13 March 2009

Macaronea and Rizal

Here is a stanza from the poem "Carmen Macaronicum de Patavinisis" (1488?), better known as "Macaronea," by Michele di Bartolomeo degli Odasi [Tifi Odasi] and Niccolò Leonico Tomeo:

Mercurio fuerat lux illa sacrata, sed ille
ad strigariam zobiam spectaverat aptam.
Illa etiam nocte coniunx cavalcabat Herodis
et secum strige, secum caminat et Orcus;
Hanc expectavit tamen, oca tirante la gola.

The stanza (and the entire poem) uses broken or fractured Latin to make fun of the more-intelligent-than-thou scholars of that time. Jose Rizal, as Albert B. Casuga pointed out in a response to my March 5 post, did the same thing in his novels, when he used broken Spanish to show how silly the nouveau riche was in his days (and, may I add, even now).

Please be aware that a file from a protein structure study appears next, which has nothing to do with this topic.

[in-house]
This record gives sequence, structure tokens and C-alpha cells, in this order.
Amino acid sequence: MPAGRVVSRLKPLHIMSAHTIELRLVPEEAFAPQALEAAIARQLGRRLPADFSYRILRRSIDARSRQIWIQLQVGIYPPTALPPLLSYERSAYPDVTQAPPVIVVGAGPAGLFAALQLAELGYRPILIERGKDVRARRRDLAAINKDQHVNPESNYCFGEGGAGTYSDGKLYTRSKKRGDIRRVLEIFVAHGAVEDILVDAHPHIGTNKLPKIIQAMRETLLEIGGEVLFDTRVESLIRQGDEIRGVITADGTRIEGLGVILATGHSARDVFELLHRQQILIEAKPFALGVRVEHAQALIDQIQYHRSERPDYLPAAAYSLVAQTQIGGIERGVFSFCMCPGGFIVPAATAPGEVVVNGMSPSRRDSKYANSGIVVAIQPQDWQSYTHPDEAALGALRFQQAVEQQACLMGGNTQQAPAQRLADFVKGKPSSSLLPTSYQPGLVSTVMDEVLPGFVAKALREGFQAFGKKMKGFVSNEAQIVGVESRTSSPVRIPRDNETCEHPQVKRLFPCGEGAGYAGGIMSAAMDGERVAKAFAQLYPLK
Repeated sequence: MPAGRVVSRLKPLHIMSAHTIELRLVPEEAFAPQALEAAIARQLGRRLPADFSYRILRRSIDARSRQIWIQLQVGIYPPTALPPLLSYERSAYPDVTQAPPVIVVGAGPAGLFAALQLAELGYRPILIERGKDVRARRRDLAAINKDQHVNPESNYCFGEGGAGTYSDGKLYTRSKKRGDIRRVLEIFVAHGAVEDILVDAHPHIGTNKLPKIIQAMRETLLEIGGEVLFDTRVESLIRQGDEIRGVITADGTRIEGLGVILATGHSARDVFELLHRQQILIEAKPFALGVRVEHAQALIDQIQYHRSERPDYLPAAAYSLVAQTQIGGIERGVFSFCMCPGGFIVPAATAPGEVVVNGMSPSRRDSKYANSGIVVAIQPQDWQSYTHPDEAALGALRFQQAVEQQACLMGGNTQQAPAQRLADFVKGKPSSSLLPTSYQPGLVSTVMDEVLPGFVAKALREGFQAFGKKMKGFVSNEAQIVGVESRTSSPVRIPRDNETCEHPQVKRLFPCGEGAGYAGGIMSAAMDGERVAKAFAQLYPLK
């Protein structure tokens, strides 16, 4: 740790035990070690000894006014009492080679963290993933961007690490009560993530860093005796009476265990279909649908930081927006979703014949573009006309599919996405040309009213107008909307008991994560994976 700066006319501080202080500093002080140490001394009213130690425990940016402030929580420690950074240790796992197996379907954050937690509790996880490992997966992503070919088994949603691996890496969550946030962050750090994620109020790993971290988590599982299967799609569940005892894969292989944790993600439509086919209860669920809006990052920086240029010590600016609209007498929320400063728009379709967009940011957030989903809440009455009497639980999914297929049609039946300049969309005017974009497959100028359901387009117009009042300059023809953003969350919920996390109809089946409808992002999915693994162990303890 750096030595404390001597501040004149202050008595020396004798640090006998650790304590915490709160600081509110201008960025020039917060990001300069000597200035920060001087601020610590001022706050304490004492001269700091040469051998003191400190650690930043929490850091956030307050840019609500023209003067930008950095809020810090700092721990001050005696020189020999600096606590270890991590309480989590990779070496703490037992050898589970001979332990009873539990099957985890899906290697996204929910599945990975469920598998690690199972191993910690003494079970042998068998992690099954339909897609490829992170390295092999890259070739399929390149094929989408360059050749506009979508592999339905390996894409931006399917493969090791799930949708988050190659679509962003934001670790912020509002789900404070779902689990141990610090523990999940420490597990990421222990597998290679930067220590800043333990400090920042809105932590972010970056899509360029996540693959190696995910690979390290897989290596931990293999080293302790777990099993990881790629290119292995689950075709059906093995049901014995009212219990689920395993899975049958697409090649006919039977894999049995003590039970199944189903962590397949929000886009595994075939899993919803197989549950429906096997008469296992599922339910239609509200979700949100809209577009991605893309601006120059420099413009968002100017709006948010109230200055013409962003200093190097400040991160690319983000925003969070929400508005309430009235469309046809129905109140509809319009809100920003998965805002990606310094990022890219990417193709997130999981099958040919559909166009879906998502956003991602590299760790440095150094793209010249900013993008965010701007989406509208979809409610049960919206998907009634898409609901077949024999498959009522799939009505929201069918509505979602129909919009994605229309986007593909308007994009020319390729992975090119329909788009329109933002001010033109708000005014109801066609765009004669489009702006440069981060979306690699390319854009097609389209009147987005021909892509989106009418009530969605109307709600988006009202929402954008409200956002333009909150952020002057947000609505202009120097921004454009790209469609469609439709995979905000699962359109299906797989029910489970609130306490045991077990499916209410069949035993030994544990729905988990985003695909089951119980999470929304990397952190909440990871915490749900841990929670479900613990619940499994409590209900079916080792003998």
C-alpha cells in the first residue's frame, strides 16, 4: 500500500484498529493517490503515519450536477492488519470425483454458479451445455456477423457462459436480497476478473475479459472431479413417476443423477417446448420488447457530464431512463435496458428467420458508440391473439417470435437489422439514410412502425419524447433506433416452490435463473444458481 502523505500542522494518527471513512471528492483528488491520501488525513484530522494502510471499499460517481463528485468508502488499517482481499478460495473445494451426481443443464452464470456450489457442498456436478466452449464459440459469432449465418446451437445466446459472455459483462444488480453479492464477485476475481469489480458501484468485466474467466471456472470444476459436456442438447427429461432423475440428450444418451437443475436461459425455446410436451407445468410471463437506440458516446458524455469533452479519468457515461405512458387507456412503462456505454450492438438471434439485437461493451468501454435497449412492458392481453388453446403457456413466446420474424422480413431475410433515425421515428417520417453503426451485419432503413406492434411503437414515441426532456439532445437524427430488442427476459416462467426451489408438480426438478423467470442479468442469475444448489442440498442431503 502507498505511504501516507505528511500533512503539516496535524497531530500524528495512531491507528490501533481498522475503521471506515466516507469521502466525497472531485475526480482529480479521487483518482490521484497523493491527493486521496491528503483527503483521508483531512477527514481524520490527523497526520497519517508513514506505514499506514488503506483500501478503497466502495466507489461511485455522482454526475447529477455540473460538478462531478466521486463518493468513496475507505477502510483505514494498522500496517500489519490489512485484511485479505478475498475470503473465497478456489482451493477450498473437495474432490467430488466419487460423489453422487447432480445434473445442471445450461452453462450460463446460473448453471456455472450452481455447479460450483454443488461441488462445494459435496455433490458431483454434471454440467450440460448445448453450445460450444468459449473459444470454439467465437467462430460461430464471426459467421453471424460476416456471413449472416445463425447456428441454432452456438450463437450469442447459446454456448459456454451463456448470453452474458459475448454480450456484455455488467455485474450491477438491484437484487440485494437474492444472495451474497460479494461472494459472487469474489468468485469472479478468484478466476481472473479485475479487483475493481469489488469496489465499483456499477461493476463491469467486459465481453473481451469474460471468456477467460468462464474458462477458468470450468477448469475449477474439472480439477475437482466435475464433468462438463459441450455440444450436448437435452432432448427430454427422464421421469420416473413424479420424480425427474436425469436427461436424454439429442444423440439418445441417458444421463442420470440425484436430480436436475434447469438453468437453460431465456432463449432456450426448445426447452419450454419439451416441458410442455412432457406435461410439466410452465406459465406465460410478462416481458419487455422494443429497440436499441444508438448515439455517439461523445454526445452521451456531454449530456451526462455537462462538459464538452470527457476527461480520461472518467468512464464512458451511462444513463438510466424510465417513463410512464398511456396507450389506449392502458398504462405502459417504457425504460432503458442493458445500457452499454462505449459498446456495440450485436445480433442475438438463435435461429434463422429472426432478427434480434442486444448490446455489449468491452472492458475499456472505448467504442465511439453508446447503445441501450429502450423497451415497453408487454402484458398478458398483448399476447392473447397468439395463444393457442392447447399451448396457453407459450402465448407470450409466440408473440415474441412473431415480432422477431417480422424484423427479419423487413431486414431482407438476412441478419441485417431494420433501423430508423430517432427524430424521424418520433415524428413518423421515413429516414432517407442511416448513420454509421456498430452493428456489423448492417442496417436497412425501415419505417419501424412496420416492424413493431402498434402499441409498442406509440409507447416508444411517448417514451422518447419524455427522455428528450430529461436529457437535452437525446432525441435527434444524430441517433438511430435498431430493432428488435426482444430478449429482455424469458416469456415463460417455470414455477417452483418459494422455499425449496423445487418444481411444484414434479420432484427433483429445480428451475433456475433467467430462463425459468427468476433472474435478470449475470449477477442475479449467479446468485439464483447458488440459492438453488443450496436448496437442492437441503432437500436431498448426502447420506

Multilingual critics can quickly spot and should just as quickly explain such satiric intentions. Although the word "macaronic" (derived from the poem) is no longer a term of praise, the idea of satirizing inept second-language speakers has remained strong in literary writers and should be encouraged.

No comments:

Post a Comment